God of truth, we do thank you for a legacy of faithfulness in our church in proclaiming and teaching the truth of the good news that you have entrusted to you in your word. We pray that you would not allow us to lose our first love, but to show our commitment to the gospel in word and deed. We pray that Central would be known in our city for showing the truth in love as much as teaching the truth in words, for our giving as much as our resources, for reaching out to share the gospel with others as much as we delight to lift up our hearts together in worship.

And so we pray that you would enable us to love in the way that you have first loved us. Please help us move beyond good intentions to love you, to remember you are present with us every moment of every day, to choose to live a praying life and an obeying life in every situation.

We ask that you would help us beyond our good intentions in loving the people in our lives. We lift up to you now the people in our lives that we want to love and need to love, but find it very hard to love, the people that we need to forgive, people that we have avoided or insulted or pushed away in fear or anger. Please make us faithful to bless and to pray for your richest blessing these people that you have brought to mind. Help us forgive as you have forgiven us in Christ.

Sovereign Lord, we ask that you would help us move beyond good intentions in loving our city and the people in your world who are in great need. We pray for

– for partnership and unity with other Christians and other churches

– for friendships in our neighborhoods and work places and schools

– for new avenues to serve others in

We pray for your help through your church for refugees and those oppressed by the horrors of war in Syria and Iraq, for sisters and brothers suffering threats and pressure but still walking with courage and integrity in China, India, the Philippines, Nigeria, and elsewhere.

Father, in all these things we pray for the power of Christ to make us faithful ambassadors of your glorious gospel, so we pray in the words that you taught us: Our Father…”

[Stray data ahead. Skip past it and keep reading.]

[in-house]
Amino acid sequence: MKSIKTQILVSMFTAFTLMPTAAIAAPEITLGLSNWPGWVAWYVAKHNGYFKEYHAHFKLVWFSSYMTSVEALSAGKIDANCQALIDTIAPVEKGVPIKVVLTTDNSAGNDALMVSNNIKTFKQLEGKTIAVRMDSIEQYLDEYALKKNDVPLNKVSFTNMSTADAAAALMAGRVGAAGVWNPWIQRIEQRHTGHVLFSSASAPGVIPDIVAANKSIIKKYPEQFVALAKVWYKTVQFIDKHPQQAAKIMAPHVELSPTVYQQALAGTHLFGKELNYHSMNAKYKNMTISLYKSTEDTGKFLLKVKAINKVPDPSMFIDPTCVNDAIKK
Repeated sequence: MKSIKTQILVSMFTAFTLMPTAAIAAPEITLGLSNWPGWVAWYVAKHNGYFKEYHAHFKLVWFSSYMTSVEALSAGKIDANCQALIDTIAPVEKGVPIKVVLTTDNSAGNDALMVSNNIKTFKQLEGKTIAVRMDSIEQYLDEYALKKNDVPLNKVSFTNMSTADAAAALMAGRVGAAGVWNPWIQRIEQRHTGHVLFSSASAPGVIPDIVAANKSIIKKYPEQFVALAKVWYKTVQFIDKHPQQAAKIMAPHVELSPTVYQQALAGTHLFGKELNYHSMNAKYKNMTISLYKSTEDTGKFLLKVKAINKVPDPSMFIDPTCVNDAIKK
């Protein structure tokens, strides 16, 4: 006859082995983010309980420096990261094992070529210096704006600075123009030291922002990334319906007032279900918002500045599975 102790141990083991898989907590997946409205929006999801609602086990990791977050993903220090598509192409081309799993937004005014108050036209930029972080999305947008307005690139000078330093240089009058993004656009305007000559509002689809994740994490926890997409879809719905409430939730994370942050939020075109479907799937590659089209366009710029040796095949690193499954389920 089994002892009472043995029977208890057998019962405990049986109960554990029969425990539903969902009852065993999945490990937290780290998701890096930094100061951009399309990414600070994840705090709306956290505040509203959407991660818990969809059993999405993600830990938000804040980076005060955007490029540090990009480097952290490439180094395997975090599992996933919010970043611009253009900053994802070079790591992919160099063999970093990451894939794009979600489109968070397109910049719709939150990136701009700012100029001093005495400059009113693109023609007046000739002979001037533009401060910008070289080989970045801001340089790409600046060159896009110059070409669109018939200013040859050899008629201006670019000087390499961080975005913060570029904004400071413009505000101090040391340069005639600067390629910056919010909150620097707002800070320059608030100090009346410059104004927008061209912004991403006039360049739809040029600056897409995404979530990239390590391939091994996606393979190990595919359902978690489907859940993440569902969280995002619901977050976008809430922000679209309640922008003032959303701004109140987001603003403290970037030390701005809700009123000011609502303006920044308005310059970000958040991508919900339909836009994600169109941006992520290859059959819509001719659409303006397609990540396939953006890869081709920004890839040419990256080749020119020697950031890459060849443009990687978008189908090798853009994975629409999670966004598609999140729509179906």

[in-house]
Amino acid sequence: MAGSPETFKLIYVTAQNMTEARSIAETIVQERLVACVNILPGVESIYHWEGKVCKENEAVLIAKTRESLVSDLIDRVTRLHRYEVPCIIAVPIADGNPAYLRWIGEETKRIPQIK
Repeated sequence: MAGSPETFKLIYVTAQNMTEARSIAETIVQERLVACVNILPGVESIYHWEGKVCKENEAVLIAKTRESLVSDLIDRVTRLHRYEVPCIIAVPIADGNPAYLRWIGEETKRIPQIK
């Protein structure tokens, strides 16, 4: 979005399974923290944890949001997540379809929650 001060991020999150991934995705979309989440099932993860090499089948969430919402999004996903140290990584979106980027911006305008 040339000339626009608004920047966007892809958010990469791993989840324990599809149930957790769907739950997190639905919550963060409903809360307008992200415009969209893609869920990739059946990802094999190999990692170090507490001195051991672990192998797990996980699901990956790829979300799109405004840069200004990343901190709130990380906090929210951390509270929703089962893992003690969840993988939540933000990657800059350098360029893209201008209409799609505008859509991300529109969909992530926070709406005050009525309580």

Holy Week

Holy Week is the final week of the season of Lent that commemorates the culmination of Jesus’ earthly ministry iHoly Week 4n his first coming.  By the fourth century, it had become the high point of the entire annual liturgical calendar of Christian festivals and seasons with the greatest concentration of special services during the entire year.  Such services recounted the spiritual meaning and implications of such events as Jesus’ triumphal entry into Jerusalem (Palm/Passion Sunday), his establishing the Lord’s Supper at a Passover meal with his disciples (Maundy Thursday), his death on the cross (Good Friday), and his resurrection from the dead (Easter Vigil on Saturday night, and Easter Sunday, which initiate the season of Easter).

2016 Holy Week services at Central Presbyterian Church

For more resources on the history of Holy Week as well as devotional materials for worship, see the Holy Week page under the Liturgical Calendar tab at the top of the page.

Observing the Season of Lent

‘Tis the season when St. Louis is filled with annual celebrations related to the season of Lent: Ash Wednesday, Lenten lunches, fish frys, and Holy Week. Where did this season come from? Can we observe it in a way that is spiritually helpful? At Central, we observe the season of Lent corporately in worship services on Sundays and in Holy Week, so we will benefit most if we understand why we do so and what it can and should mean in our lives.

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Why We Confess Corporate (Not Just Individual) Sins

In the liturgy, the church often confesses the sins of the whole body of Christ and not merely our own individual, personal sins.  But this seems odd to many people raised in the highly individualistic culture of the United States.  If you have ever wondered whether or not it is right for you to confess the sins of other Christians, see this excellent essay by pastor Ed Eubanks for a thoroughly biblical answer:  The Confession of Corporate Sins: Collective Ownership of Others’ Sins.